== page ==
• Employers may use non-discretionary bonuses and incentive payments to satisfy up to 10% of the salary level.  (This was not previously permitted).
  • The salary levels will be automatically updated every three years.
  • There is no change in the job duties tests for the exempt categories.
  • The new rules are effective December 1, 2016.

In addition to meeting these salary tests, exempt employees must also meet the job duties tests for one of the three exempt categories, professional, executive or administrative. Also, they must be salaried. An hourly employee can never be exempt.

If you have employees who are currently exempt, but do not meet the new salary requirements, you are are faced with a difficult decision. The options some employers are considering include the following:

  • Change the employee’s status to hourly, and pay overtime for all hours over forty in a week.
  • Change the employee’s status to non-exempt salaried, and pay overtime for all hours over forty in a week. (This is possible, but the hourly rate calculation for determining overtime pay can be complicated.)
  • Increase the employee’s salary to meet the new requirements.

Please let me know if I can assist you in complying with these new rules.

This article is meant to convey general information, and not to provide any legal advice.  Legal advice should be provided only by an attorney who is familiar with all the circumstances about which advice is requested.

Colligan in Columbia: Cyber-crime and economic development through private equity transactions

Written by Colligan Law on . Posted in News

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Colligaw Law - BogotaLawyers Associated Worldwide (LAW) gives Colligan Law clients access to high quality, vetted, mid-market law firms located in jurisdictions across the globe.

Colligan Law LLP Partner John Moscati joined lawyers from 33 of LAW’s member firms from the most major U.S., Canadian, Central and South American jurisdictions, at the Americas’ regional meeting in Bogota, Columbia last month.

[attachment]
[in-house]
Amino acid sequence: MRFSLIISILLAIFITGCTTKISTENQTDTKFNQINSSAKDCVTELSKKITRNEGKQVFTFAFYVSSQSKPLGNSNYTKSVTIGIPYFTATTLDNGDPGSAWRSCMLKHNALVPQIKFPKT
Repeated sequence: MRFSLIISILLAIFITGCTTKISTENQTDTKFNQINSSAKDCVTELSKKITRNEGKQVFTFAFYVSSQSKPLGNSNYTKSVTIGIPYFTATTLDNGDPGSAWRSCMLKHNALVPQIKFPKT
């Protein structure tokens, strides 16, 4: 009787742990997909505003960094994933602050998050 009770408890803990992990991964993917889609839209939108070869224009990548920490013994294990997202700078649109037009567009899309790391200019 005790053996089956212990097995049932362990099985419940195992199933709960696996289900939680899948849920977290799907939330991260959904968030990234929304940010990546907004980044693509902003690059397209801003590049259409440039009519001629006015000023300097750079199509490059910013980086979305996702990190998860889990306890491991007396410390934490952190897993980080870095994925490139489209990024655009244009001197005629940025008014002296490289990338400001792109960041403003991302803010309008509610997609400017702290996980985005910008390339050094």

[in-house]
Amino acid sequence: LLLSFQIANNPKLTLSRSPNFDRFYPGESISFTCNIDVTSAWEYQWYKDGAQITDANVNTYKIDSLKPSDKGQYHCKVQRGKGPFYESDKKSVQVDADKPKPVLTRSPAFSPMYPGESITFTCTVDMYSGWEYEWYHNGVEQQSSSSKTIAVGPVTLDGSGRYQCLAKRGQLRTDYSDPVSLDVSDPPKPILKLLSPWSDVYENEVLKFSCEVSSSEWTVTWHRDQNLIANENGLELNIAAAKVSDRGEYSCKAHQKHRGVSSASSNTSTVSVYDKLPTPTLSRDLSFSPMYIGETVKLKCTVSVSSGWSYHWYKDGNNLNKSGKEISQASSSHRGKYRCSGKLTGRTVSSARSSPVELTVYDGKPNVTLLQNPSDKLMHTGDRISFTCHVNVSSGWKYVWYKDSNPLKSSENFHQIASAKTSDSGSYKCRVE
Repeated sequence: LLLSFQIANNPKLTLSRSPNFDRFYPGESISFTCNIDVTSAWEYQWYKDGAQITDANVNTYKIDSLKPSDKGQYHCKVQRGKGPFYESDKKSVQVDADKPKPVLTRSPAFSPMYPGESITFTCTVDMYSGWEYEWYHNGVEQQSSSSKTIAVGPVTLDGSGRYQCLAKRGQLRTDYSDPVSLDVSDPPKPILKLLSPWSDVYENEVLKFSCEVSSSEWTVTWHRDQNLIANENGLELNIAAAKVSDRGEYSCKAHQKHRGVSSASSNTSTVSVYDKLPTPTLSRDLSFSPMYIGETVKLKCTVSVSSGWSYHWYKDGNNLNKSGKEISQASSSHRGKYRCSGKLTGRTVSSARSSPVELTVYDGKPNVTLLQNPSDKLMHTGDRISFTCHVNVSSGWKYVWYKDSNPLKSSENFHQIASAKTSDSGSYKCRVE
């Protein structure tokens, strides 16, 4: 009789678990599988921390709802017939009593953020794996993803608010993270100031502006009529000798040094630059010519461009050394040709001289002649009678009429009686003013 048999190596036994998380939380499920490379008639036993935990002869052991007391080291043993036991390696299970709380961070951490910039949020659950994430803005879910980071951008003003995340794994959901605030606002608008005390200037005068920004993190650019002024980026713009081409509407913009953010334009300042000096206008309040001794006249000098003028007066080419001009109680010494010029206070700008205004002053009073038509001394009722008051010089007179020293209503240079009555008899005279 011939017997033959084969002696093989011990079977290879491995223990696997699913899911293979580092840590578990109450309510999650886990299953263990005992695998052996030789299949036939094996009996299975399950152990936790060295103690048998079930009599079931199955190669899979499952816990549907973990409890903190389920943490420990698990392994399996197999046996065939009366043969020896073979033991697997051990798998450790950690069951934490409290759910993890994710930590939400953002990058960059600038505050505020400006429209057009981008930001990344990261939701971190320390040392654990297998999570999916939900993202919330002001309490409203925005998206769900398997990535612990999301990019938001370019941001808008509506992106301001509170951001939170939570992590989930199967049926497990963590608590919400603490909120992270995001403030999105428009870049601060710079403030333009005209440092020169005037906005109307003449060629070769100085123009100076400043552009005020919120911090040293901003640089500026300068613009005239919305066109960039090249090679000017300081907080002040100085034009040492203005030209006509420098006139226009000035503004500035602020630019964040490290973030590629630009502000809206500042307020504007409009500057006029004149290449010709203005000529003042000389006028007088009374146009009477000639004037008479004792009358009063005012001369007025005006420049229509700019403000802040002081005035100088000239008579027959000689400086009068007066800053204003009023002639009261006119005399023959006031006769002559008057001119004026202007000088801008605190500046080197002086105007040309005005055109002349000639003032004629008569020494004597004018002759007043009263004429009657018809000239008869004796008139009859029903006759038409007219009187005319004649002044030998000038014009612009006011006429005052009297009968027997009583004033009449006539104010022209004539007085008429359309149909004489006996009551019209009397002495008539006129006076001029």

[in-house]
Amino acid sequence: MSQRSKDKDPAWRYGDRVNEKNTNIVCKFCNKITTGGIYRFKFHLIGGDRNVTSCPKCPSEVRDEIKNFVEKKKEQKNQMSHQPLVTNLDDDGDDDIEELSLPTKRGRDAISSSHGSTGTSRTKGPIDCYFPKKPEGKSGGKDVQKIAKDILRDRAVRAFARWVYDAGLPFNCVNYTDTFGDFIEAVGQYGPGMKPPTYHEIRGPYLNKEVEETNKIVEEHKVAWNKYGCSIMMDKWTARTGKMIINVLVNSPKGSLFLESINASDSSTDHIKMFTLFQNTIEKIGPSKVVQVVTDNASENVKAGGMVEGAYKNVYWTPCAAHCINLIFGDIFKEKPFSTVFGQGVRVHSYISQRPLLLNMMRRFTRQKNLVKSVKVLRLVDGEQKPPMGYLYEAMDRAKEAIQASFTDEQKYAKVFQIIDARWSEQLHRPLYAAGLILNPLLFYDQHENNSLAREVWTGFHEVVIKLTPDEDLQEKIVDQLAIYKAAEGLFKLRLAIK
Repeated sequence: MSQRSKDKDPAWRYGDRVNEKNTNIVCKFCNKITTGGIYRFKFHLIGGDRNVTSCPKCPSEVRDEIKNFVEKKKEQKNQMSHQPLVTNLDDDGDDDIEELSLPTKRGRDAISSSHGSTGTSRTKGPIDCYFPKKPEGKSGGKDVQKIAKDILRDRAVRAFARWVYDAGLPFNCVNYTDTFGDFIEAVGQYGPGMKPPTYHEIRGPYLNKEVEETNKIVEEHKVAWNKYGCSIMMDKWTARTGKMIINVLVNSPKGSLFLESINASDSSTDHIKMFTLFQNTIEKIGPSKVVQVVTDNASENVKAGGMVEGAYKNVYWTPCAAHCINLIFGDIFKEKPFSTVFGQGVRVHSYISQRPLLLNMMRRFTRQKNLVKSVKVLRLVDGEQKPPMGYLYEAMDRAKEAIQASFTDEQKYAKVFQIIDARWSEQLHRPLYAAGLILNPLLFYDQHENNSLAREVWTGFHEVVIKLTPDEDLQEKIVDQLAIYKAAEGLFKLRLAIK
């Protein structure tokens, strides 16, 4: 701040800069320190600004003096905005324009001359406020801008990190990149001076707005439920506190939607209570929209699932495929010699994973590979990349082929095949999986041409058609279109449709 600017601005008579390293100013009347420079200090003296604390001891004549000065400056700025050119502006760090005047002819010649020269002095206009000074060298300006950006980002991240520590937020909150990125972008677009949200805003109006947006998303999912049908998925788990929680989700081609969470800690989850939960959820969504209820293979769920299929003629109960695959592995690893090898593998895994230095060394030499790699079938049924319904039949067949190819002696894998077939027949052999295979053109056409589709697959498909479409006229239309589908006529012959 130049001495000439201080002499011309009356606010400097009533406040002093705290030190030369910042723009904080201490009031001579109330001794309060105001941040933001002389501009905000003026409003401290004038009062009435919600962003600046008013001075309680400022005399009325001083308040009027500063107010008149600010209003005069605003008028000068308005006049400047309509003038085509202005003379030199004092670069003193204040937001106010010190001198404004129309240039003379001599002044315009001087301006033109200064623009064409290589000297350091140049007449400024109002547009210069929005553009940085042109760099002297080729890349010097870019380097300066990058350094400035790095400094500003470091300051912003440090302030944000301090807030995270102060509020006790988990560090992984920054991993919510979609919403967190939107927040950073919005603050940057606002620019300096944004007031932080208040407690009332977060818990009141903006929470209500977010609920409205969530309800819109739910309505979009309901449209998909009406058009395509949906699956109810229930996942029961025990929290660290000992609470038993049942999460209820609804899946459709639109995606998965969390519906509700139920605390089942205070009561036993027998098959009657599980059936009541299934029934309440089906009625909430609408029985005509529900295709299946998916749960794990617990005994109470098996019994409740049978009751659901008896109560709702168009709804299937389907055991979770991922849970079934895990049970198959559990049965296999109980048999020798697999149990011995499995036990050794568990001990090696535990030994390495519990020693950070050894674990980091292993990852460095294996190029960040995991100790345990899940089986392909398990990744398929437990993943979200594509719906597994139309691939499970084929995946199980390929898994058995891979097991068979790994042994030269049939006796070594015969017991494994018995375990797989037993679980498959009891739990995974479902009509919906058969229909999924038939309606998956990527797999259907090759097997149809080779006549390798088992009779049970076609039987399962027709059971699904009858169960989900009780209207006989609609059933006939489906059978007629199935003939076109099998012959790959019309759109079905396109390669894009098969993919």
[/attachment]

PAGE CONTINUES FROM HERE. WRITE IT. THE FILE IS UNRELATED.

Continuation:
The conference included substantive discussions on the growing threat that cybersecurity poses to both clients and law firms, as cyber-crime is set to eclipse narcotics-related crime in total dollar value of damages worldwide within the decade. The conference also addressed venture capital and private equity transactions in Central and South America – transactions that largely mirror the U.S. and Canada – with many South American jurisdictions actively adopting legal structures to promote private equity transactions as a means to support economic development.

Colligan Law uses Lawyers Associated Worldwide as a means to provide its clients with access to quality legal talent in jurisdictions outside of New York and outside of the United States.  In addition, LAW allows Colligan Law to access experienced practitioners in niche areas of law not typically available through a boutique firm like Colligan Law. By having partners regularly attend LAW events, helps Colligan Law ensure that when a referral to an LAW attorney is made, it is to someone that is known personally to the Colligan Law attorneys and to whom they are willing to entrust a client.

View information about other LAW meetings attended by the Colligan Law team:

David Colligan in Shanghai, China

John Moscati in Alberta, Canada